I like gadgets as much as the next guy. But I don’t want them getting too personal. If man were meant to have his nether parts pampered by a flushable computer, ummmm. I dunno WHAT God would have had in mind.

Here’s what I wrote all those years ago: This device, sort of a W.C. married to a P.C., features a seat that is cleaned automatically between uses, preheated to a temperature that you tell the computer you prefer. But get this: once you have sat down and finished your business, you push a button and a little mechanical arm slips out from down there somewhere, washes your hindquarters, dries you with a blast of hot air…then touches you up with a touch of perfume-laden mist…

I worry what would happen, with age and moisture, if, deep in its little binary potty brain, it suffered the delusion that it was one of those violent computer games, where it must fight its enemy – that would be me and my perfumed fanny – to the death?

I’d sit down, do what I came to do, push the button, and WHAM! I’d be hanging from the shower rod while the porcelain pugilist waves its washer arm over its head, waiting for someone to hand it a trophy.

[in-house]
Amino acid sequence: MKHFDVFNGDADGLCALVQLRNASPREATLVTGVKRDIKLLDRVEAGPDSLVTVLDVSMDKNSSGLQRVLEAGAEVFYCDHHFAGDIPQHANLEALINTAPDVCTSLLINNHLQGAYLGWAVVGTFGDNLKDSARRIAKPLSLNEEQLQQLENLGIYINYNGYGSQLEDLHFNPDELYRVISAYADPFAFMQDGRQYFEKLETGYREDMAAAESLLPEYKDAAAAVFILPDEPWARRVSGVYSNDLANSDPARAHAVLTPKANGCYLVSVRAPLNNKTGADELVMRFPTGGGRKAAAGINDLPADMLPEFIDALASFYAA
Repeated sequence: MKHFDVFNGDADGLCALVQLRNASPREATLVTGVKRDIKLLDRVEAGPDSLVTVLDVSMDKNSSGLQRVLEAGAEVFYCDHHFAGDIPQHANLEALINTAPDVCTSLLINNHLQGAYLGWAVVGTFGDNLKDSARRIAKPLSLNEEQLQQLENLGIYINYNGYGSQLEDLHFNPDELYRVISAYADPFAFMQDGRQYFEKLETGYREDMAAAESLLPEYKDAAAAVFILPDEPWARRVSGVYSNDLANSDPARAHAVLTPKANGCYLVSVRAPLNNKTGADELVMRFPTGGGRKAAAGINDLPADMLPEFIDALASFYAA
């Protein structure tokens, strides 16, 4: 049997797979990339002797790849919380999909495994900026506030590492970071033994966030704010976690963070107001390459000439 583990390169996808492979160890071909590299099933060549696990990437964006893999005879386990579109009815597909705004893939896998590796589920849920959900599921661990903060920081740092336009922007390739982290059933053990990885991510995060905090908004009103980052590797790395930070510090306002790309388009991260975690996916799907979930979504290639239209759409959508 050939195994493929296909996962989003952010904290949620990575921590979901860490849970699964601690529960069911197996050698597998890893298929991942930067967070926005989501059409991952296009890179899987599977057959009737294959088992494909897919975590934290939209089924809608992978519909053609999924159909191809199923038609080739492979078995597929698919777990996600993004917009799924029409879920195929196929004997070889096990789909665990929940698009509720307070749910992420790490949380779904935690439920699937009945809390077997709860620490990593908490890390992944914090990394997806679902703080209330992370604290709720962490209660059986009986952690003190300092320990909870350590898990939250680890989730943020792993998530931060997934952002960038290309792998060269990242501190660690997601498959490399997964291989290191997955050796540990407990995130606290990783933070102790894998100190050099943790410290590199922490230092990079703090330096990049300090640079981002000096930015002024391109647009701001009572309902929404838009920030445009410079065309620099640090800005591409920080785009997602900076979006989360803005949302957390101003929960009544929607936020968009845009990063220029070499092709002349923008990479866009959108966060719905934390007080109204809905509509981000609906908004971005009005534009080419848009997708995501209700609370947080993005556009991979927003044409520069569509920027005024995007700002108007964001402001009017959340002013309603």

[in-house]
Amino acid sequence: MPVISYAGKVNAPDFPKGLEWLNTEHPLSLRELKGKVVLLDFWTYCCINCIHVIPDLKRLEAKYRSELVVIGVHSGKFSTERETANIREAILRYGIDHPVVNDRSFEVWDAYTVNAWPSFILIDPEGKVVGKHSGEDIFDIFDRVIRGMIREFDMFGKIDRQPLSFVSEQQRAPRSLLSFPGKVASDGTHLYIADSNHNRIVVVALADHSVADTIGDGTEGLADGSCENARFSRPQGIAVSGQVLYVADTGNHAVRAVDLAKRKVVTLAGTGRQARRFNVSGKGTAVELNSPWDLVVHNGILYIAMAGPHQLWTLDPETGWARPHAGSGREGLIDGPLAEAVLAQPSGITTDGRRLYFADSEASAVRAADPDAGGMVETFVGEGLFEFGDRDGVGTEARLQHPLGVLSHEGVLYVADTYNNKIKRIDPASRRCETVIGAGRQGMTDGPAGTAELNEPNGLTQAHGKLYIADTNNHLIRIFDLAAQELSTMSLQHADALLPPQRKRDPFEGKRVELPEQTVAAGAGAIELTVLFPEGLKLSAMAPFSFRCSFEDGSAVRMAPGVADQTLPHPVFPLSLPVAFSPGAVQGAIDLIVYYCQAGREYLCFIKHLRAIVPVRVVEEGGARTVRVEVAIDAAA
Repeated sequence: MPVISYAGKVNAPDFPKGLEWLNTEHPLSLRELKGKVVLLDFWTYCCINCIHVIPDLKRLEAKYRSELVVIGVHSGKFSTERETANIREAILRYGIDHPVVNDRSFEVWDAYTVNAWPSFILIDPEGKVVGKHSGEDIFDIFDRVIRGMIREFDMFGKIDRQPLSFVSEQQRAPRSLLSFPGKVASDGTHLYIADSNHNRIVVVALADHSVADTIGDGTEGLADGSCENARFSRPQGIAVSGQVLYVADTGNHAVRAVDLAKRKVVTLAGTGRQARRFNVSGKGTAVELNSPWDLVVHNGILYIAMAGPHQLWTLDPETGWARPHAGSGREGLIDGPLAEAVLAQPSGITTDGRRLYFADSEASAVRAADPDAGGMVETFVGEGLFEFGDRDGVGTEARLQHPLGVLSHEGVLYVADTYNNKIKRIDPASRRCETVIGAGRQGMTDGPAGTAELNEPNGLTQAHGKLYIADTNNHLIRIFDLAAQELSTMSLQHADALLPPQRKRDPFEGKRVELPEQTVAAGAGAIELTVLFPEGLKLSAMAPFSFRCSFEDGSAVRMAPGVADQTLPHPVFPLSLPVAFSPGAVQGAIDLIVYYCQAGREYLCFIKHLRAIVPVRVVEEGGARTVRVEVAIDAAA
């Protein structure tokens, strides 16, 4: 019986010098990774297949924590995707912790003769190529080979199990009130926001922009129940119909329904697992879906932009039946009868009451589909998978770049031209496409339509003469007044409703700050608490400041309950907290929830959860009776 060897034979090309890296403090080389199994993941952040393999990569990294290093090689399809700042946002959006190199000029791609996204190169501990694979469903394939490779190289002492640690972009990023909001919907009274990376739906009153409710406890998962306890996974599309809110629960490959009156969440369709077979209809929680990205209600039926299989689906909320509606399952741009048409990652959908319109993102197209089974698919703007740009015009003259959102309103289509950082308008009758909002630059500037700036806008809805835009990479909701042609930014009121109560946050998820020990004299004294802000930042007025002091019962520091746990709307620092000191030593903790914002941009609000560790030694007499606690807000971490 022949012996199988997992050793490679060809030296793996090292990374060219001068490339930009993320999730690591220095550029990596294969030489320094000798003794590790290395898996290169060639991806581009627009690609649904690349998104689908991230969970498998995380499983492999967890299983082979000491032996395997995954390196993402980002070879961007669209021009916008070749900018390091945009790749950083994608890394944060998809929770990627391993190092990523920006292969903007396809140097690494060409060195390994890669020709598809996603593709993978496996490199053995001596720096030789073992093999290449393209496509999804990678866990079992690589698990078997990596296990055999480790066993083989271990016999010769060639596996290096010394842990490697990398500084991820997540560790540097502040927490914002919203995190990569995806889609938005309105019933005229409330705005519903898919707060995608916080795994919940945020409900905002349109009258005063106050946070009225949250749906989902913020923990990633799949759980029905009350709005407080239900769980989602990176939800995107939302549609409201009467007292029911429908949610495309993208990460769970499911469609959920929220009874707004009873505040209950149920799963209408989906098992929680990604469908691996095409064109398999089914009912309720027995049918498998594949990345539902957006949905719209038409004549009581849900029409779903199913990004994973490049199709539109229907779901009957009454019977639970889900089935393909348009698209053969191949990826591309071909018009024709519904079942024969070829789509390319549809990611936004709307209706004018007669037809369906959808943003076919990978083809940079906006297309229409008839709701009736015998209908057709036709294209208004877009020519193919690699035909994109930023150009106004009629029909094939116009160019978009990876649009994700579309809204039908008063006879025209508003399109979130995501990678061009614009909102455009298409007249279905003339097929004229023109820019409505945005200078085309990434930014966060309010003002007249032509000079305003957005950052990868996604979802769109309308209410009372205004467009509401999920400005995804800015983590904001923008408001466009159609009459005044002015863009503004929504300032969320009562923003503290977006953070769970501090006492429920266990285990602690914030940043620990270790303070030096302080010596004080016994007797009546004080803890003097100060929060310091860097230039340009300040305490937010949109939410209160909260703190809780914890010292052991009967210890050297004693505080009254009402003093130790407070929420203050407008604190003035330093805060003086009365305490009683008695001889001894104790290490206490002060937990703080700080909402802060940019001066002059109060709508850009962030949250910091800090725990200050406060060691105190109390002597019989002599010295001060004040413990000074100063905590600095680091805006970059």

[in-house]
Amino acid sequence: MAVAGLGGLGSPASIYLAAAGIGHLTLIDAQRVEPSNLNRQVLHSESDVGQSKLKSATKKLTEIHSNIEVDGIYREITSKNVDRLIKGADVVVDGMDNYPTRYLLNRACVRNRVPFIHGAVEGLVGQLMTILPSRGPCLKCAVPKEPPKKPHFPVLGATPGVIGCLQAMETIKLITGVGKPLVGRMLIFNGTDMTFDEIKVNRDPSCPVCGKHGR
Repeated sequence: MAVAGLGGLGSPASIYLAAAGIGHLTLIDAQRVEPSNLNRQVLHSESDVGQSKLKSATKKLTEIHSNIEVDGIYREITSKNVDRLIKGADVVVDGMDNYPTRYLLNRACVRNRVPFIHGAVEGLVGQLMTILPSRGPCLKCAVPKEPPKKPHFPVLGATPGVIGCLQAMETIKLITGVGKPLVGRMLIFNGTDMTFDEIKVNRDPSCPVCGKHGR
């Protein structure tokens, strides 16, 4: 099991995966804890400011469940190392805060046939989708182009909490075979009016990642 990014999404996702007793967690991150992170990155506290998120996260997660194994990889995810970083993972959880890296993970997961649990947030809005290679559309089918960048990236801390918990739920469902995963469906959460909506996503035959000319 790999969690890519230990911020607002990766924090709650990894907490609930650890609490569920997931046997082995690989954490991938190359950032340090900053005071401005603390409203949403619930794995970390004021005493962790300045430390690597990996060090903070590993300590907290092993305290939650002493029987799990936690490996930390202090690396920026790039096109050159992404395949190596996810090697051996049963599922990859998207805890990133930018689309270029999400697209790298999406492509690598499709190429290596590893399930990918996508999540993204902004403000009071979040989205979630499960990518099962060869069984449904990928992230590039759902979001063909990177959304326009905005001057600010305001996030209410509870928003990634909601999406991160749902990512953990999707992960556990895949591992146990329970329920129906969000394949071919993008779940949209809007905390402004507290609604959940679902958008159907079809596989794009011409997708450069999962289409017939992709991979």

Well, that hasn’t happened to anybody, so far as I know.

But get this headline from the BBC news service:

Japan’s leading toilet manufacturer Toto is offering free repairs to 180,000 toilets after some of them caught fire.

The BBC reported that there have been three cases in which the device caught fire. A company spokeswoman said that no one has been injured so far.

“The fire would have been just under your buttocks,” she added, helpfully.

Toasted buns.

Well, the advertising promised an “experience beyond words.”

Printable ones, anyway.


© 2007 Marsh Creek Media,

Gettysburg, Pa.

“Burger to Go” is a product of me and my company, Marsh Creek Media and, as such, I am solely responsible for its content.